# apply the TOC and month filters coming from the headers in the pivot table
filteredTrains <- pivotCalculator$getFilteredDataFrame(trains, netFilters) # calculate the percentage of trains more than five minutes late by date dateSummary <- filteredTrains %>% group_by(GbttDate) %>% summarise(DelayedPercent = sum(DelayedByMoreThan5Minutes, na.rm=TRUE) / n() * 100) %>% arrange(desc(DelayedPercent)) # top value tv <- dateSummary$DelayedPercent
# build the return value
value <- list()
value$rawValue <- tv value$formattedValue <- pivotCalculator$formatValue(tv, format=format) return(value) } # create the pivot table pt <- PivotTable$new()
pt$addData(trains, "trains") pt$addColumnDataGroups("GbttMonth", dataFormat=list(format="%B %Y"))
pt$addRowDataGroups("TOC", totalCaption="All TOCs") pt$defineCalculation(calculationName="WorstSingleDayDelay", format="%.1f %%",
type="function", calculationFunction=getWorstSingleDayPerformance)
pt$renderPivot() The return value from the custom function must be a list containing the raw result value (i.e. unformatted, that is either integer or numeric data type) and a formatted value (that is character data type). Using a custom calculation function also enables additional possibilities, e.g. including additional information in the formatted value, in this case the date of the worst single day performance (where the code changes compared to the example above are highlighted): library(pivottabler) library(dplyr) library(lubridate) # derive some additional data trains <- mutate(bhmtrains, GbttDateTime=if_else(is.na(GbttArrival), GbttDeparture, GbttArrival), GbttDate=make_date(year=year(GbttDateTime), month=month(GbttDateTime), day=day(GbttDateTime)), GbttMonth=make_date(year=year(GbttDateTime), month=month(GbttDateTime), day=1), ArrivalDelta=difftime(ActualArrival, GbttArrival, units="mins"), ArrivalDelay=ifelse(ArrivalDelta<0, 0, ArrivalDelta), DelayedByMoreThan5Minutes=ifelse(ArrivalDelay>5,1,0)) # custom calculation function getWorstSingleDayPerformance <- function(pivotCalculator, netFilters, calcFuncArgs, format, fmtFuncArgs, baseValues, cell) { # get the data frame trains <- pivotCalculator$getDataFrame("trains")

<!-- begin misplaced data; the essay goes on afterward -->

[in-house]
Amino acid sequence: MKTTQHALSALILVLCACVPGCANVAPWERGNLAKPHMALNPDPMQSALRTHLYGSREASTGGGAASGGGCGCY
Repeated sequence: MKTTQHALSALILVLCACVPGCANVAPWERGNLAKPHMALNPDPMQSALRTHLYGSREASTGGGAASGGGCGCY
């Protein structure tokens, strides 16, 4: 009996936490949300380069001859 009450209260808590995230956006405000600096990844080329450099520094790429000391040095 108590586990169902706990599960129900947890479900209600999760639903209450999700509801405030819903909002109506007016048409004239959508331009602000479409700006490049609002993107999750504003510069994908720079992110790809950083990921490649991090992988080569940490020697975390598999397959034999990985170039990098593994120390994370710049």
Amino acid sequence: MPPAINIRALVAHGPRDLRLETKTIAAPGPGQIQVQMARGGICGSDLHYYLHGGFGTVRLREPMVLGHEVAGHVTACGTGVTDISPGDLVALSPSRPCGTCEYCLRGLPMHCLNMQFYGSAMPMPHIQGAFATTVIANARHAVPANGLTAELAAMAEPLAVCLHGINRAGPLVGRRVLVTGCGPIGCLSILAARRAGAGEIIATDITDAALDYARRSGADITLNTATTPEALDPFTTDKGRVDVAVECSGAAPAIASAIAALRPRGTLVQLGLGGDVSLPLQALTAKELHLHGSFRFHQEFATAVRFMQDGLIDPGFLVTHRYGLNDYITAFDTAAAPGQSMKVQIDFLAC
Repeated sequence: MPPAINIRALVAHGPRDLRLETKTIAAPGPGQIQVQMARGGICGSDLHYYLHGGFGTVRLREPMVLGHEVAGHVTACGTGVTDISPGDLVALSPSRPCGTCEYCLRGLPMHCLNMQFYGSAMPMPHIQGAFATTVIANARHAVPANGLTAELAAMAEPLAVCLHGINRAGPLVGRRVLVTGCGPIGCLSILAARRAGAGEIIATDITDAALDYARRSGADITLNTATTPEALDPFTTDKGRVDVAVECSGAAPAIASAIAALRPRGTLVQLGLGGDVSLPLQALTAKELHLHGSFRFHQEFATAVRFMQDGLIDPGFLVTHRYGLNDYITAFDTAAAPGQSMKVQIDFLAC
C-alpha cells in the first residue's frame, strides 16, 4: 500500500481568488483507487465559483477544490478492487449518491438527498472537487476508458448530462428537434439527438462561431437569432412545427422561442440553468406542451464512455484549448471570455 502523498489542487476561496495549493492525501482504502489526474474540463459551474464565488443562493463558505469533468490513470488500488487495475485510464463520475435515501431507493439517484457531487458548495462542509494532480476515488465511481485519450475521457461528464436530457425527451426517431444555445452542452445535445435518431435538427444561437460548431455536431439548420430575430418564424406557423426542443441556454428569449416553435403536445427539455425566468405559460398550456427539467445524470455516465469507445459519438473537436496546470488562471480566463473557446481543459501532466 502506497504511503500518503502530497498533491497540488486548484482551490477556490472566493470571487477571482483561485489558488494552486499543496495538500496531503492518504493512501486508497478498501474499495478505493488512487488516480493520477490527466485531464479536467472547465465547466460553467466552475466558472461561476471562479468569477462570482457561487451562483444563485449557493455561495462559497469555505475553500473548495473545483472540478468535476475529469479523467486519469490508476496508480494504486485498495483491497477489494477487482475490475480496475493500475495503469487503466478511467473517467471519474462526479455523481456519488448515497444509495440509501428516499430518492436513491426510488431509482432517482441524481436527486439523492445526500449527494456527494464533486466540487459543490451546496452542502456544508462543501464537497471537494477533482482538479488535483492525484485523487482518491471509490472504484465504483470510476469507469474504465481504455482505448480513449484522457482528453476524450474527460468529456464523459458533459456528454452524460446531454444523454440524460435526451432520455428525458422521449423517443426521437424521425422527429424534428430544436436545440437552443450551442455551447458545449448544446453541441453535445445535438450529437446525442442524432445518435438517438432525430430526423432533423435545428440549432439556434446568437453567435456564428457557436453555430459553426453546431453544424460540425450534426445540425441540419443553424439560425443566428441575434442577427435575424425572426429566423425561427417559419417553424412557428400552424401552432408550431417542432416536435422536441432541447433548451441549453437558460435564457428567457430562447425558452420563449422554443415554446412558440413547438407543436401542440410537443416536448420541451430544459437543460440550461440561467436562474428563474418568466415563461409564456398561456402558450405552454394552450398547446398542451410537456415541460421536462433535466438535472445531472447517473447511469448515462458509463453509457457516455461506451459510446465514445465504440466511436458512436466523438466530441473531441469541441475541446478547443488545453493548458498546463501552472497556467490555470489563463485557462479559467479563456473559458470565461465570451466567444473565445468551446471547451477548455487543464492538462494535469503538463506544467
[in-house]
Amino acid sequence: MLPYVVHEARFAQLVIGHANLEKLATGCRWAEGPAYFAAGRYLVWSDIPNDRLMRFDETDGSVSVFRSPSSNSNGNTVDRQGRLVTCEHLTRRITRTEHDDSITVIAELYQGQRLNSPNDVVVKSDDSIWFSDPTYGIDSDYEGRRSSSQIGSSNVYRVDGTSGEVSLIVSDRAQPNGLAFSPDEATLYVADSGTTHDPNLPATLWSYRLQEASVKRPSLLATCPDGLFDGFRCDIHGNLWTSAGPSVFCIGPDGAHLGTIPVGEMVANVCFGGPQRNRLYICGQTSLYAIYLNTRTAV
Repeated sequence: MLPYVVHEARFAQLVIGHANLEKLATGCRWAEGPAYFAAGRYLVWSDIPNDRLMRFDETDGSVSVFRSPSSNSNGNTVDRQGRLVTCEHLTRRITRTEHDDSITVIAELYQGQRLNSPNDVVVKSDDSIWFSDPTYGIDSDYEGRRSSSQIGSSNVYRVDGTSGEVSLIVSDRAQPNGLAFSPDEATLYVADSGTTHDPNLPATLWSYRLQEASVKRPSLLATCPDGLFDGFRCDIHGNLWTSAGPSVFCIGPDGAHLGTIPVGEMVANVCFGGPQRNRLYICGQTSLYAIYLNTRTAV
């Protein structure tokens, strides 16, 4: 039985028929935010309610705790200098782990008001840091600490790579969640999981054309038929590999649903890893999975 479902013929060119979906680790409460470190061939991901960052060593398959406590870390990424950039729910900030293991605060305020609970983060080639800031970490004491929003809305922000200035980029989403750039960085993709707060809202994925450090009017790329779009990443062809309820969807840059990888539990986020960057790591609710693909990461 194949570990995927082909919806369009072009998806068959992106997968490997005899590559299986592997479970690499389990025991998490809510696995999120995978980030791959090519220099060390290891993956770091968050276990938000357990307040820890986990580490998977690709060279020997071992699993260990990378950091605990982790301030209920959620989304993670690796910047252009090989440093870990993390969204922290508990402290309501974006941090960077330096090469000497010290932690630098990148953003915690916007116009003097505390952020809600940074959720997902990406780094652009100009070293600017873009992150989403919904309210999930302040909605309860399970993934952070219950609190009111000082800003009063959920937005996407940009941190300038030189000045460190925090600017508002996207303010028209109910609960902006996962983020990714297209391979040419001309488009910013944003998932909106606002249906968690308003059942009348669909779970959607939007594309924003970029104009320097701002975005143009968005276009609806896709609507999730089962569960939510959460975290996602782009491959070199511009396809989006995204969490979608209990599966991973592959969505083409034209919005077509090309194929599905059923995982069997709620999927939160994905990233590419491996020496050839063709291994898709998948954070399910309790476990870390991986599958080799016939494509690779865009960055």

# apply the TOC and month filters coming from the headers in the pivot table
filteredTrains <- pivotCalculator$getFilteredDataFrame(trains, netFilters) # calculate the percentage of trains more than five minutes late by date dateSummary <- filteredTrains %>% group_by(GbttDate) %>% summarise(DelayedPercent = sum(DelayedByMoreThan5Minutes, na.rm=TRUE) / n() * 100) %>% arrange(desc(DelayedPercent)) # top value tv <- dateSummary$DelayedPercent
date <- dateSummary$GbttDate # << CODE CHANGE << # build the return value value <- list() value$rawValue <- tv
value$formattedValue <- paste0(format( # << CODE CHANGE (AND BELOW) << date, format="%a %d"), ": ", pivotCalculator$formatValue(tv, format=format))
return(value)
}

# create the pivot table
pt <- PivotTable$new() pt$addData(trains, "trains")
pt$addColumnDataGroups("GbttMonth", dataFormat=list(format="%B %Y")) pt$addRowDataGroups("TOC", totalCaption="All TOCs")
pt$defineCalculation(calculationName="WorstSingleDayDelay", format="%.1f %%", type="function", calculationFunction=getWorstSingleDayPerformance) pt$renderPivot()

Including two values in each cell somewhat reduces the readability however.

It is possible to pass additional arguments as a list to a custom calculation function, as illustrated in the trivial example below.

library(pivottabler)

# custom calculation function
calcFunction <- function(pivotCalculator, netFilters, calcFuncArgs,
format, fmtFuncArgs, baseValues, cell) {

# build the return value
value <- list()
value$rawValue <- calcFuncArgs$result
value$formattedValue <- pivotCalculator$formatValue(calcFuncArgs$result, format=format) return(value) } # create the pivot table pt <- PivotTable$new()
pt$addData(bhmtrains) pt$addColumnDataGroups("PowerType")
pt$addRowDataGroups("TOC", totalCaption="All TOCs") pt$defineCalculation(calculationName="calcA", caption="A", type="function",
calculationFunction=calcFunction, calcFuncArgs=list(result=1))
pt$defineCalculation(calculationName="calcB", caption="B", type="function", calculationFunction=calcFunction, calcFuncArgs=list(result=2)) pt$renderPivot()